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Seldovia Family Completes Cook Inlet Trek

By | August 5, 2013

Two-year-old Lituya smiles for the camera outside the KBBI studios in Homer (Aaron Selbig photo)

Two-year-old Lituya smiles for the camera outside the KBBI studios in Homer (Aaron Selbig photo)

A family of outdoor adventurers from Seldovia has completed its latest epic adventure. Erin McKittrick and Bretwood Higman – joined by four-year-old Katmai and two-year-old Lituya – hiked and packrafted more than 800 miles around the entirety of Cook Inlet.

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The Higman-McKittrick family started its long journey around Cook Inlet back in March, when winter was only beginning to loosen its grip and a world of snow and ice was making way for water. The crusty edges of ice along the beaches of Kachemak Bay made a fun game for four-year-old Katmai, who raced with his dad, running along and smashing the ice into the ground.

McKittrick says that keeping the kids entertained and the traveling fun was the key to being able to cover such a great distance with a two-year-old and a four-year-old.

“They had a great time,” she said. “Because a four-year-old was our limiting factor, we designed a trip that was pretty much ideal for a four-year-old. He got to relax when we were paddling on the raft (and) he got to have fun on the beach.”

When we last checked in with the family, they were just about to depart from Anchorage, transitioning from the populated east side of Cook Inlet to the west side.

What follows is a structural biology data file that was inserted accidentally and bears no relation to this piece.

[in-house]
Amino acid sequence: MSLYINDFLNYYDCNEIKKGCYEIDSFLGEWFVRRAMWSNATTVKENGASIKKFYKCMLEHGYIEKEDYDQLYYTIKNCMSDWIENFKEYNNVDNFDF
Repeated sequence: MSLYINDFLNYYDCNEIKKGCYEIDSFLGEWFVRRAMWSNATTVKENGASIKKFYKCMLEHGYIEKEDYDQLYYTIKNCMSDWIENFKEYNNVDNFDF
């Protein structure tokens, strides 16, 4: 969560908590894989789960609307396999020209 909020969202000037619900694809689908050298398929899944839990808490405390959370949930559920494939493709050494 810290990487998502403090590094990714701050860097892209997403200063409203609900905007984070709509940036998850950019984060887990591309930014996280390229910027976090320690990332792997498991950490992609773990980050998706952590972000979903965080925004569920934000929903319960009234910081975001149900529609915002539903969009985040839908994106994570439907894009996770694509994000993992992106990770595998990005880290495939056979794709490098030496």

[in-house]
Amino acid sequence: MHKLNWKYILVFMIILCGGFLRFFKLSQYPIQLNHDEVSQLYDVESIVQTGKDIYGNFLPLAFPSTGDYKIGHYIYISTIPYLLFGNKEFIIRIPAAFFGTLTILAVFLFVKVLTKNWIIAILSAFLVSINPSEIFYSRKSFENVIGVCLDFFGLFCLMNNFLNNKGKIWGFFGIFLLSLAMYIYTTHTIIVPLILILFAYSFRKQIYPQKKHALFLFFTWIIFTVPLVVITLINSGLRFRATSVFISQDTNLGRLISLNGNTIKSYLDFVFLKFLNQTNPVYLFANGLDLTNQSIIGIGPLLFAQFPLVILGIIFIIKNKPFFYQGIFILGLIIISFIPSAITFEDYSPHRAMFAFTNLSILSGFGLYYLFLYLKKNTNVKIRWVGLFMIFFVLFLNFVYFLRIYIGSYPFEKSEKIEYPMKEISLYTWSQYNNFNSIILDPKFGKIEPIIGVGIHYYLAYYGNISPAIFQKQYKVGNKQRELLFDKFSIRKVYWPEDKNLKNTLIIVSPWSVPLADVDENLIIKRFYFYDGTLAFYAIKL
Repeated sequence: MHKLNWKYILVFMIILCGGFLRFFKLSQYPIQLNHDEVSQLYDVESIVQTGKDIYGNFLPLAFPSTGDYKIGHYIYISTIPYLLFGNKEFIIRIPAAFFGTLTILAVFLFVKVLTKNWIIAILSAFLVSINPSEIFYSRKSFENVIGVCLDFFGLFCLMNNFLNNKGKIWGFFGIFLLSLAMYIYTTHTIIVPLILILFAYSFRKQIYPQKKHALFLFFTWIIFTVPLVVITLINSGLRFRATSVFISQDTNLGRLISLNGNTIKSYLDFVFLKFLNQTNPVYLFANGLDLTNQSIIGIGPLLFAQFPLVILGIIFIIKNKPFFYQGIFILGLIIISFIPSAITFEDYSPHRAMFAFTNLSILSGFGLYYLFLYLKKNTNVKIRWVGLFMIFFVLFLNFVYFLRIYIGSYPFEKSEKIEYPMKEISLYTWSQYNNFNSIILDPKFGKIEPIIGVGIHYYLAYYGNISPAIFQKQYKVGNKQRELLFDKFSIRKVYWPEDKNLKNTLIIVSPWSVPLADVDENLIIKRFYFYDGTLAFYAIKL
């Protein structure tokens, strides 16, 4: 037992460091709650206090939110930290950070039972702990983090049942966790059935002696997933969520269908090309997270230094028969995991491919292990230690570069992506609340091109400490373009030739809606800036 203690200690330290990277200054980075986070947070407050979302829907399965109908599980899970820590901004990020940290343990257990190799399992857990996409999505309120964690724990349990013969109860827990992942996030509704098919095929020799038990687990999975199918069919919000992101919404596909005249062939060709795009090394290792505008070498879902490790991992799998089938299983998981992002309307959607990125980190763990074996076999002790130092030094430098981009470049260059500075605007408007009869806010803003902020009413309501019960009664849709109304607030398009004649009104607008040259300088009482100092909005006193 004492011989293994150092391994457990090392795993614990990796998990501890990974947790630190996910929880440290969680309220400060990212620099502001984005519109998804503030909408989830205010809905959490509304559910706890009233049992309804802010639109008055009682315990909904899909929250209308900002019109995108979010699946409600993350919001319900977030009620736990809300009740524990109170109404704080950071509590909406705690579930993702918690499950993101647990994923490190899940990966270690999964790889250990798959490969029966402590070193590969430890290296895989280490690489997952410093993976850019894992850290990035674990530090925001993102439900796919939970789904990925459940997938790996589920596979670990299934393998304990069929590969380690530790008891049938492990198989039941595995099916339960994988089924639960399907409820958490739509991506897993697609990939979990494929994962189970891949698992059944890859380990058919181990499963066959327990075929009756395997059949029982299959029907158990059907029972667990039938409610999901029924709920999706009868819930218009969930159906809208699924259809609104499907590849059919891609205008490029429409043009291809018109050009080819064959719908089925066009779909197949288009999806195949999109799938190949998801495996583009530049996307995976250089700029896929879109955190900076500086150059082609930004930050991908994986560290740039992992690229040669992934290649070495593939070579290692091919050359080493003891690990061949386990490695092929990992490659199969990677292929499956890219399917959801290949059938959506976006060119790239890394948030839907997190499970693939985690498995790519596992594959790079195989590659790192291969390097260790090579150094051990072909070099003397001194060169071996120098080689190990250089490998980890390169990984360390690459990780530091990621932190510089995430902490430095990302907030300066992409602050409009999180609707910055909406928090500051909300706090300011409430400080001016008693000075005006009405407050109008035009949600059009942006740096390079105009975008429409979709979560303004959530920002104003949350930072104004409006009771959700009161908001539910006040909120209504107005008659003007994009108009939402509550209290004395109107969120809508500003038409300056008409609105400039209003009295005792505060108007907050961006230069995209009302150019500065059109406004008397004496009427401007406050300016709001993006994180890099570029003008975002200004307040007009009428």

“When you start going down the west side, pretty soon there are far more brown bears than people,” she said. “A lot of really incredible coastline and waterfalls and just all of that gorgeous wilderness.”

There were, of course, some people on the west side, including families of Cook Inlet setnetters, inhabitants of the village of Tyonek and workers at oil industry facilities. Higman says some of these people helped the family with its pre-arranged food supply drops along the way.

He says the most technically challenging stretch of the trip was the tidal flats at the head of the inlet. With very muddy conditions all along the Susitna delta, the family took to their two inflatable packrafts to get through most of the area. Higman says fair weather and swift tidal currents made that part of the journey less difficult than it could’ve been.

Of course, not all of the trip was sunshine and roses and the family spent more than a few days holed up in a tent. On one particularly nasty day, when McKittrick’s mother was along for part of the trip, two-year-old Lituya had to resort to doing her sundance under the rain-spattered tent.

McKittrrick says it was worth it in the end, when the family came to its end point at Cape Douglas, where Cook Inlet turns into Shelikof Strait. They arrived there on a Friday, July 12th.

“It was neat to see Kodiak in the view,” she said.

Eight-hundred miles and four months around the coastline of Cook Inlet. So … what did you do on your summer vacation?

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